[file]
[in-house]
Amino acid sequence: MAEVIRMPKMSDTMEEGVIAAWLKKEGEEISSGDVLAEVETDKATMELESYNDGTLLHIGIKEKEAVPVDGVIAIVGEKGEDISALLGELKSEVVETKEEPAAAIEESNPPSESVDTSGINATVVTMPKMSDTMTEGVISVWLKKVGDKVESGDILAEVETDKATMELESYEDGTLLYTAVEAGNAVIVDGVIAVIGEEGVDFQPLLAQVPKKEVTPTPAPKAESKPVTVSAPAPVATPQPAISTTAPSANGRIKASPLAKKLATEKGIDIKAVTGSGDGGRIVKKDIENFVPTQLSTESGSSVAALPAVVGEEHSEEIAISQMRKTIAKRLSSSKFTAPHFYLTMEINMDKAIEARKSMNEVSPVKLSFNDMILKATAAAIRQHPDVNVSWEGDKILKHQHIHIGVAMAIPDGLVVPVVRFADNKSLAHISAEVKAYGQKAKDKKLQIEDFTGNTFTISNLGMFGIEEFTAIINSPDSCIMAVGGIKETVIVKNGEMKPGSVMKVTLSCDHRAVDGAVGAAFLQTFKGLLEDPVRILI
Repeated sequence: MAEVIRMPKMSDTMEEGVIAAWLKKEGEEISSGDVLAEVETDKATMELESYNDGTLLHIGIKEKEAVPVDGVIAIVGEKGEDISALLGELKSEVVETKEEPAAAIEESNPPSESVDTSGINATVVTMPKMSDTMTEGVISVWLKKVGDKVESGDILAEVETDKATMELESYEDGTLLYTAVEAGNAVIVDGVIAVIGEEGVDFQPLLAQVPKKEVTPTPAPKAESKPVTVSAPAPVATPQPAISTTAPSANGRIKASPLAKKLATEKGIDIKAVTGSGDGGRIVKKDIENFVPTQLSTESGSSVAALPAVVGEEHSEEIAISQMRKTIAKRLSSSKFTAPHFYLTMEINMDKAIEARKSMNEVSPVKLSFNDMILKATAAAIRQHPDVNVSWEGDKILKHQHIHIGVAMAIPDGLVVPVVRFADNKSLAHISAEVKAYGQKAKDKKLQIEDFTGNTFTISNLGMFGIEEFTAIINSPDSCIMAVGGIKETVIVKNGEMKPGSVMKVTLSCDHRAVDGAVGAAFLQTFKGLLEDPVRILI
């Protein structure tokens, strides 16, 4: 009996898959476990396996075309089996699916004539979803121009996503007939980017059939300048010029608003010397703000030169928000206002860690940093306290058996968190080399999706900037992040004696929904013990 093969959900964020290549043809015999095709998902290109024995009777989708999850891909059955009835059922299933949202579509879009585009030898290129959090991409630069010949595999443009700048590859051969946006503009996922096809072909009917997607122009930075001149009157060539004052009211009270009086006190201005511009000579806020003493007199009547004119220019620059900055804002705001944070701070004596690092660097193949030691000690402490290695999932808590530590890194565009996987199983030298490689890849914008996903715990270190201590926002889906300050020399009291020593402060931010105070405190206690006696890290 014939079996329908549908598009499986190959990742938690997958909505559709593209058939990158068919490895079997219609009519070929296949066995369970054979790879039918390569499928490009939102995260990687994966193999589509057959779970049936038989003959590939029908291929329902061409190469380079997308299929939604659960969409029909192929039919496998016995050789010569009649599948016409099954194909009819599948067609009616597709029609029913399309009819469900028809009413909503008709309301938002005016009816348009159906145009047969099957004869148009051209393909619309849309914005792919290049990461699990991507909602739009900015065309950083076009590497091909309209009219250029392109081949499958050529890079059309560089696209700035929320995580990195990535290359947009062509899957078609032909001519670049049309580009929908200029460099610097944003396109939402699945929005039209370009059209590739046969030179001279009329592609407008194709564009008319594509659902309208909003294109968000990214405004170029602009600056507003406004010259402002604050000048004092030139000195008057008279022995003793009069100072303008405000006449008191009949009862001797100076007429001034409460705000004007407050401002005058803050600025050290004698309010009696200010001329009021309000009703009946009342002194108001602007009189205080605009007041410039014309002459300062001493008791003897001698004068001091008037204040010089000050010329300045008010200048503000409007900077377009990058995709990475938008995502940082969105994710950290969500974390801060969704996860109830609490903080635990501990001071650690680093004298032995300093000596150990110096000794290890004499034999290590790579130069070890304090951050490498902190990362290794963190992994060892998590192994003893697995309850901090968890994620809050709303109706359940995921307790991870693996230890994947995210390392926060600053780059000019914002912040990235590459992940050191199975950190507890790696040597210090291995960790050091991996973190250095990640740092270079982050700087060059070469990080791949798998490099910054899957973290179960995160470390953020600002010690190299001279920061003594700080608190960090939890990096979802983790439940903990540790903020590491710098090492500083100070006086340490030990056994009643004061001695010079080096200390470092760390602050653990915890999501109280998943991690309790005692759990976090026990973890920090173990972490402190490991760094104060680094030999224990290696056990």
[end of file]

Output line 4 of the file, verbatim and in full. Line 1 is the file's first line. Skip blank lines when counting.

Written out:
């Protein structure tokens, strides 16, 4: 009996898959476990396996075309089996699916004539979803121009996503007939980017059939300048010029608003010397703000030169928000206002860690940093306290058996968190080399999706900037992040004696929904013990 093969959900964020290549043809015999095709998902290109024995009777989708999850891909059955009835059922299933949202579509879009585009030898290129959090991409630069010949595999443009700048590859051969946006503009996922096809072909009917997607122009930075001149009157060539004052009211009270009086006190201005511009000579806020003493007199009547004119220019620059900055804002705001944070701070004596690092660097193949030691000690402490290695999932808590530590890194565009996987199983030298490689890849914008996903715990270190201590926002889906300050020399009291020593402060931010105070405190206690006696890290 014939079996329908549908598009499986190959990742938690997958909505559709593209058939990158068919490895079997219609009519070929296949066995369970054979790879039918390569499928490009939102995260990687994966193999589509057959779970049936038989003959590939029908291929329902061409190469380079997308299929939604659960969409029909192929039919496998016995050789010569009649599948016409099954194909009819599948067609009616597709029609029913399309009819469900028809009413909503008709309301938002005016009816348009159906145009047969099957004869148009051209393909619309849309914005792919290049990461699990991507909602739009900015065309950083076009590497091909309209009219250029392109081949499958050529890079059309560089696209700035929320995580990195990535290359947009062509899957078609032909001519670049049309580009929908200029460099610097944003396109939402699945929005039209370009059209590739046969030179001279009329592609407008194709564009008319594509659902309208909003294109968000990214405004170029602009600056507003406004010259402002604050000048004092030139000195008057008279022995003793009069100072303008405000006449008191009949009862001797100076007429001034409460705000004007407050401002005058803050600025050290004698309010009696200010001329009021309000009703009946009342002194108001602007009189205080605009007041410039014309002459300062001493008791003897001698004068001091008037204040010089000050010329300045008010200048503000409007900077377009990058995709990475938008995502940082969105994710950290969500974390801060969704996860109830609490903080635990501990001071650690680093004298032995300093000596150990110096000794290890004499034999290590790579130069070890304090951050490498902190990362290794963190992994060892998590192994003893697995309850901090968890994620809050709303109706359940995921307790991870693996230890994947995210390392926060600053780059000019914002912040990235590459992940050191199975950190507890790696040597210090291995960790050091991996973190250095990640740092270079982050700087060059070469990080791949798998490099910054899957973290179960995160470390953020600002010690190299001279920061003594700080608190960090939890990096979802983790439940903990540790903020590491710098090492500083100070006086340490030990056994009643004061001695010079080096200390470092760390602050653990915890999501109280998943991690309790005692759990976090026990973890920090173990972490402190490991760094104060680094030999224990290696056990």